My question stems from the fact that the surface of the filter is completely out of focus.

My understanding is that light from any one point of the subject hits the lens all over... some of it passing through the darker part and some of it passing through the lighter part of the filter. Assuming the subject is in focus, all this light goes back to a single point on the sensor.

So it would seem logical to me that each point on the sensor will receive an equal amount of light that had passed through each of the halves (for simplicity sake) of the graduated filter.... and therefore I derive that logically the filter will not function differently from a uniform ND filter.

Obviously I am wrong, as evident by many successful photos of sunsets. Do lenses not use all of the light that hits the front element? If not, where does it all go?

  • I was thinking exactly the same thing about lenses the other day and started confusing myself :D
    – Dreamager
    Mar 8, 2013 at 16:27

2 Answers 2


Your intuition is essentially correct but there are a few important points.

  1. When the lens is stopped right down, only light heading for the centre of the front element will make it into the picture, so the whole front element isn't used for every point of light hitting the sensor (though all of it is used for some point of light).

  2. Even when the aperture fully open and light is passing through the whole front element for every pixel, the filter will be a small but significant distance in front of the lens.

Time for some crudely handdrawn diagrams. For the first case, it's easy to see that if the filter is placed anywhere except dead level with the iris, then it's going to block light coming from the top of the scene but not the bottom:

Now consider the second case. The lens is wide open, and bar the effects of vignetting, each point of light from an object in focus spreads out, hitting the whole front element before being focussed down to a dot. This suggests that light from the top of the object and bottom of the object both pass through the same amount of ND filter, meaning there is no graduated effect. However the filter wont be mounted flush with the front element:

When slightly in front there will be a angle at which light just skirts under the filter when coming from the bottom of the scene, whilst light from the top is partially filtered out, leading to a difference in brightness between top and bottom.

However if the lens is very fast, and the filter is mounted quite close to the lens then the grad ND really wont work, as suggested by your question. To prove this I've taped a black card over a 50mm f/1.4 lens so it's just above the centre, covering almost half of the front element:

That's wide open, pointing at the sky (focus distance 3m). There is a slight vignetting visible at the top, but nowhere near the effect you'd expect from what is essentially a graduated filter that goes abruptly from 0 to 100% filtration! Here's the same shot at f/11:

  • Awesome. I was starting to fear that magic were involved (again).
    – Johan
    Mar 11, 2013 at 9:35
  • 1
    Does this mean though that the distance between the lens and the filter is important?
    – Johan
    Mar 11, 2013 at 9:37
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    @Johan to an extent, yes the distance is important, especially with fast lenses wide open. However in practice grad NDs are used with the lens stopped down and therefore the distance has a much lesser effect on the amount of graduation and can be ignored.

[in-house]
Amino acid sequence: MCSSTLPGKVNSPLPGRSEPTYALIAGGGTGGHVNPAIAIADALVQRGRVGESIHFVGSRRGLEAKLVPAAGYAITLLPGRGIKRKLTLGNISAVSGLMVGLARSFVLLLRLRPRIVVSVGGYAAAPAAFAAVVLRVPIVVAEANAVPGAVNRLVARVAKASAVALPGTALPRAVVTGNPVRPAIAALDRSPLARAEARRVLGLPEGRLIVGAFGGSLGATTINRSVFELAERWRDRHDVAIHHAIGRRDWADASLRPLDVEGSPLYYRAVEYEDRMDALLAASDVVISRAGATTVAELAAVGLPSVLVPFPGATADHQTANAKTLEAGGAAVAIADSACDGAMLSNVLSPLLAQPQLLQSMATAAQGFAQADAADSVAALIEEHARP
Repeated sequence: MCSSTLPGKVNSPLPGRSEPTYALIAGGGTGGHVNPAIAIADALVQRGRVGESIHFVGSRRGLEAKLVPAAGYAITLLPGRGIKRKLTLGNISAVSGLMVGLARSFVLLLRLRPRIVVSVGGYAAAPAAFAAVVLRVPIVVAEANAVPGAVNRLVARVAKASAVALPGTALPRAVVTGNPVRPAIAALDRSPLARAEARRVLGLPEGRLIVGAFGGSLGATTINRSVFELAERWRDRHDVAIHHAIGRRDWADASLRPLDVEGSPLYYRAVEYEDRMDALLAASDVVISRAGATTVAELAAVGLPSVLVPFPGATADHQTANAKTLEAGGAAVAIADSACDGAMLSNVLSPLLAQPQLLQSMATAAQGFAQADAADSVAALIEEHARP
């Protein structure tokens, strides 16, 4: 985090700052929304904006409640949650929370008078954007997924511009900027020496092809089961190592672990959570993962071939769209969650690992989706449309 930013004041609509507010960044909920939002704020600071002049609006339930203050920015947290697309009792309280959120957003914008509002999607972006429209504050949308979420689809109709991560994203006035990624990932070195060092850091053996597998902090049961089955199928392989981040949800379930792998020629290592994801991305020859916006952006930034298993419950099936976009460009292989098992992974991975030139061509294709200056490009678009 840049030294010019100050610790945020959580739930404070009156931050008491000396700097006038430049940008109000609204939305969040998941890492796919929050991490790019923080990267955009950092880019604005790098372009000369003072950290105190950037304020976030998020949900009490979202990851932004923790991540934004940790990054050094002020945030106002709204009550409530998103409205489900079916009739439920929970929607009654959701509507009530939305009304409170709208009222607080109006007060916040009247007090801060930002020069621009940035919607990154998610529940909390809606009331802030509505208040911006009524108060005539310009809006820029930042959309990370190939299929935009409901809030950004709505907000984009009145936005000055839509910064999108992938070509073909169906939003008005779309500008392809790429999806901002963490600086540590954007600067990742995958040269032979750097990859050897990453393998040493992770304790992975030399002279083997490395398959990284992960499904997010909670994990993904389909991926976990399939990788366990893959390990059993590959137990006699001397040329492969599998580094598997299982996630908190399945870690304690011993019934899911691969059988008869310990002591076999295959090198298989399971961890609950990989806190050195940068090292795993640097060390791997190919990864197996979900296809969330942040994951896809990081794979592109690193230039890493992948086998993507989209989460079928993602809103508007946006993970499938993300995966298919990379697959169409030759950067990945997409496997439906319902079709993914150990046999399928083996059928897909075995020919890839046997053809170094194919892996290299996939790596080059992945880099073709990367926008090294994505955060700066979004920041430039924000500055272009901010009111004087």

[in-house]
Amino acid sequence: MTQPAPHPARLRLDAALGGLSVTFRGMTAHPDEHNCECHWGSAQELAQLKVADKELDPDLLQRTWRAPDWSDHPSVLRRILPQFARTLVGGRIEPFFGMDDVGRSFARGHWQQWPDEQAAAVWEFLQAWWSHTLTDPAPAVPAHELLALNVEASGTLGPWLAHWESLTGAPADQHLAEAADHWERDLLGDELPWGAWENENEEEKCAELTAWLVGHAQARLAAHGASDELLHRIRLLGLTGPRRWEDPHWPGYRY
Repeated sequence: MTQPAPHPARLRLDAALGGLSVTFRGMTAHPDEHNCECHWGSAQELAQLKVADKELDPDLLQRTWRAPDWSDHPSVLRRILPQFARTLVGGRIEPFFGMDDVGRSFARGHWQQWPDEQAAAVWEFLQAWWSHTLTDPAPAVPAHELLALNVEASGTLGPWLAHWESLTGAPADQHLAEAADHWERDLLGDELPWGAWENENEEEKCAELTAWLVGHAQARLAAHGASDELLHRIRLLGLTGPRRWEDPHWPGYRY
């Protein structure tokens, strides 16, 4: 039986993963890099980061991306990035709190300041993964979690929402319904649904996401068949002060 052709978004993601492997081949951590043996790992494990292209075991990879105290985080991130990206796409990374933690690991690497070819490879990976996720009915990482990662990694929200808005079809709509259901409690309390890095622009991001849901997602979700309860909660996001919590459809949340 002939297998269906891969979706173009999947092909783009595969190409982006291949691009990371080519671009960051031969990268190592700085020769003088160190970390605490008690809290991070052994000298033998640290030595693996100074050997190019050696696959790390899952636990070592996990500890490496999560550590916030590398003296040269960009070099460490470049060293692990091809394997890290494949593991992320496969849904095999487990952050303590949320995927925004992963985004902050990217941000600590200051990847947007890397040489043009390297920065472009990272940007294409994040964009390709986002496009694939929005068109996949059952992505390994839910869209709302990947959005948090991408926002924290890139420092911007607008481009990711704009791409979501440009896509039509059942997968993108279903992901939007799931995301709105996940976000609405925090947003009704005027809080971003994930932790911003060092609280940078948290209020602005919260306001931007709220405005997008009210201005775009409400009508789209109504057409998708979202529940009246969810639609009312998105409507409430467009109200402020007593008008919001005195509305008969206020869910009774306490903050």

– Matt Grum
    Mar 12, 2013 at 11:20

Not every pixel will use light from all light reaching the lens.

Your assumption about all light going to a single point is correct only if you take a single point from your object. If you take another adjacent point from your subject, that point will be projected next to the previous point. In the end you have a focus plane (projection), not just a single dot.

In other words, central pixel of your image will use mainly light coming from the center of a lens as border pixels will use light from the edges of a lens. In that way part of the image that covered by grad-ND will be darker.

  • I know every point in the subject focusses on a different point on the image plane. This doesn't answer my question.
    – Johan
    Mar 8, 2013 at 14:02
  • @Johan - it does answer the question though. If you think about it like this, the majority of the light that makes up the center will come from the center, the majority of the light that makes up a pixel near the edge will come from near the edge. Yes, the ND filter impacts all the pixels some, but it has more of an effect where a larger percentage of the light making up that pixel has passed through it. To think about it another way, where do you see your finger if you hold it up in front of the top of the lens?
    – AJ Henderson
    Mar 8, 2013 at 14:53
  • @AJHenderson that's not quite how lenses work - if you have a lens with very little vignetting wide open then each pixel in the image will receive light that has passed through the entire front element.
    – Matt Grum
    Mar 8, 2013 at 14:55
  • @mattgrum Right, but doesn't the majority of light come from the spot in the relative position? It impacts the whole picture, but not with equal influence. Am I missing something?
    – AJ Henderson
    Mar 9, 2013 at 20:09
  • @AJHenderson when the lens is wide open and an object is in focus, each pixel receives an equal account of light from each part old the front element, no matter where the pixel is on the sensor. Think of what happens when a point of light is out of focus, you get a circle of light on the sensor, and that circle is of uniform brightness.
    – Matt Grum
    Mar 9, 2013 at 22:33

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